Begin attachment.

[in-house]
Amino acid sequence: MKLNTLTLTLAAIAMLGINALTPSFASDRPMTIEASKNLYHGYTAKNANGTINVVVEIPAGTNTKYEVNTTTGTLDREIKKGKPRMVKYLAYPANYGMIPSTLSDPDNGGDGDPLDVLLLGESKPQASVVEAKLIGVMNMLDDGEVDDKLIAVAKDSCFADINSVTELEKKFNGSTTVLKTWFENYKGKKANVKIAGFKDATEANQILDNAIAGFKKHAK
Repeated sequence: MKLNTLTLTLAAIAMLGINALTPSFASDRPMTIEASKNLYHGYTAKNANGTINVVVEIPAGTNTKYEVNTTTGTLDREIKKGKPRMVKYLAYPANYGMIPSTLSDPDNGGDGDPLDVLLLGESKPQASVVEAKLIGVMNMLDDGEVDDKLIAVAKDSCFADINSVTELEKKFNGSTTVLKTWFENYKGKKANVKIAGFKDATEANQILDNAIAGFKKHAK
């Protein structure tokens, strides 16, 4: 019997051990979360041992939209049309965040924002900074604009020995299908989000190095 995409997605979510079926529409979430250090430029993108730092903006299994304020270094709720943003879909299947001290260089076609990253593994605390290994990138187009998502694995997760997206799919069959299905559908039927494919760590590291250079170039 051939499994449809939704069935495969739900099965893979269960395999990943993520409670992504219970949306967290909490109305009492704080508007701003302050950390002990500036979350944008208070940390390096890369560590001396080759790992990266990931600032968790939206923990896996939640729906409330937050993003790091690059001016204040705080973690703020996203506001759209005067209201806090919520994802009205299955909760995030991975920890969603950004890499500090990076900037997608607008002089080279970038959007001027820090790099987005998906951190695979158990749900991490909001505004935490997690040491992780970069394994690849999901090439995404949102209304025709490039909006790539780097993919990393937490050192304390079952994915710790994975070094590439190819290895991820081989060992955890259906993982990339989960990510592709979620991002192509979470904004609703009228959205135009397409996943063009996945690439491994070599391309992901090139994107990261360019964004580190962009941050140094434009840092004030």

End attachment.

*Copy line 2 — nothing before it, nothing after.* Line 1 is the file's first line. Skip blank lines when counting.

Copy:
Amino acid sequence: MKLNTLTLTLAAIAMLGINALTPSFASDRPMTIEASKNLYHGYTAKNANGTINVVVEIPAGTNTKYEVNTTTGTLDREIKKGKPRMVKYLAYPANYGMIPSTLSDPDNGGDGDPLDVLLLGESKPQASVVEAKLIGVMNMLDDGEVDDKLIAVAKDSCFADINSVTELEKKFNGSTTVLKTWFENYKGKKANVKIAGFKDATEANQILDNAIAGFKKHAK